Translation: My husband couldn’t decline a dinner offer by his superior at work, and so he went. He got infected during that dinner and brought the virus home to me and our 1-year-old child. Our child’s first fever was because of Covid. My first PCR test was negative, but a week later, I got high fever and I’m still living with long-term effects like smell loss, which recently changed into a strong smell syndrome. Everything smells like burned plastic. I can’t stand eating or cooking.

Translation: I was only commuting from home to work. I haven’t been dining out, nor traveling. I only went out to the supermarket. I always wore a mask, always sanitized my hands. I was very careful. And yet, I got infected. It was tough thinking that everyone looked at me as someone who was “playing around.”

Translation: It started with joint pain, then high fever. Then came the cough and diarrhea. Then the loss of smell. I lost 7 kg. Then I started feeling really low about myself. I started thinking that everyone looks at me “that way.” Last mid-December, the public health center was on the verge of collapse.

Translation: Our CEO hid from everyone that he had fever and felt extreme fatigue, and kept coming to work. He later took the PCR test and it came out positive. Half of our staff got infected. The boss’ son praised him for “working hard while being sick.” How irresponsible! I was really shocked to hear this.

Translation: My younger brother got infected last June. He felt so guilty and responsible, knowing that people would blame not only him, but our whole family. He kept apologizing through tears. Then my father got infected. He passed away last month. What I really want to say is, please don’t blame those who got infected.

Translation: I tested positive. My husband tested negative. He reported it to his company. I felt so sorry watching him apologizing over the phone to so many people. He told me that no one said “Get well soon.” Everyone was just concerned about how it affected them. My mother, aged past 80, cooked and brought food. I was moved by my family. When I recover, I want to return the favor.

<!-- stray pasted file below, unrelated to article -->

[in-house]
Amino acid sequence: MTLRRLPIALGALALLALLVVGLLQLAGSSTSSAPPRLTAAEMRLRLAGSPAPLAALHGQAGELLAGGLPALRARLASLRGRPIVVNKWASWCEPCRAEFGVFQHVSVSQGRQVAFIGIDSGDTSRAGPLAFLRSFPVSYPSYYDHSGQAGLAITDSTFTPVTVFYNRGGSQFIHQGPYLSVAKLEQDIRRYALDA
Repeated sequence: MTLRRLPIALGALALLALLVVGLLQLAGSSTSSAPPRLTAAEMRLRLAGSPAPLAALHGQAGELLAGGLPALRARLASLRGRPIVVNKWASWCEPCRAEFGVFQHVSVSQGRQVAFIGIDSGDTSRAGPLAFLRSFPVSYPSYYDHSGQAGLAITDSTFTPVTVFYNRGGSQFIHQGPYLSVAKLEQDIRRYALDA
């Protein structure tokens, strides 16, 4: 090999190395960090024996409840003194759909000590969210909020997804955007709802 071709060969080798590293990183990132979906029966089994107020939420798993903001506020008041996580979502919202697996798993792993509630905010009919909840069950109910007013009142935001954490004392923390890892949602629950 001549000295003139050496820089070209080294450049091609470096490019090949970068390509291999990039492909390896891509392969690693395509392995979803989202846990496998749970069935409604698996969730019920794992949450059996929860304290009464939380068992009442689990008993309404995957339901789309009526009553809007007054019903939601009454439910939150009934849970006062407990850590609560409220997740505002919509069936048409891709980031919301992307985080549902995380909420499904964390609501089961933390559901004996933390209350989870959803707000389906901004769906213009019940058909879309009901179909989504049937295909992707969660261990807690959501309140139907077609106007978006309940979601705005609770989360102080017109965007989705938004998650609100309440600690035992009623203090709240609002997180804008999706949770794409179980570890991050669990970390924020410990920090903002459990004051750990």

Translation: I’m in my early 20s and I have Covid-19 after-effects. I have extreme fatigue, which pretty much forces me to spend most of my time in bed. My muscles have gotten weaker and I struggle to walk even a bit. I’m grateful when my friends call as I haven’t really been able to meet anyone lately. But after talking to them over the phone for a long time, I can’t wake up the next day. I’m spending these kinds of days.

Translation: My memory is fading from the moment I got to the hospital. It seems like they made CT scans and X-rays as soon as I got there. Blood tests. IV. They put my pillow higher. They attached an oxygen cannula to my nose and a catheter to my urethra. They put a paper diaper on me. And hospital gown, too. An electrocardiogram and oxygen saturation were also attached to my body. Thank you to all nurses. I don’t remember any of this at all. 

Translation: I live alone and the thing I struggle the most with now is food. A friend left some food in front of my door, but that’s going to finish very soon.

Translation: I think everyone who has been through this wants to express the same, but I just want to say that everyone who took care of me — the staff at the public health center, the medical staff, the people at the hotel (where under quarantine), they were all so kind to me. When they ask me how I feel, they always follow up with, “How about emotionally?” They tell me to talk about any concerns I have. I can’t say this in their face, but I am really grateful.

While sharing one’s story could be difficult, perhaps it is the best way to help everyone realize that what is happening is more serious than we could all imagine. If you have a story, an opinion, or would like to reach out to us about to this topic, please contact us at [email protected] Stay safe!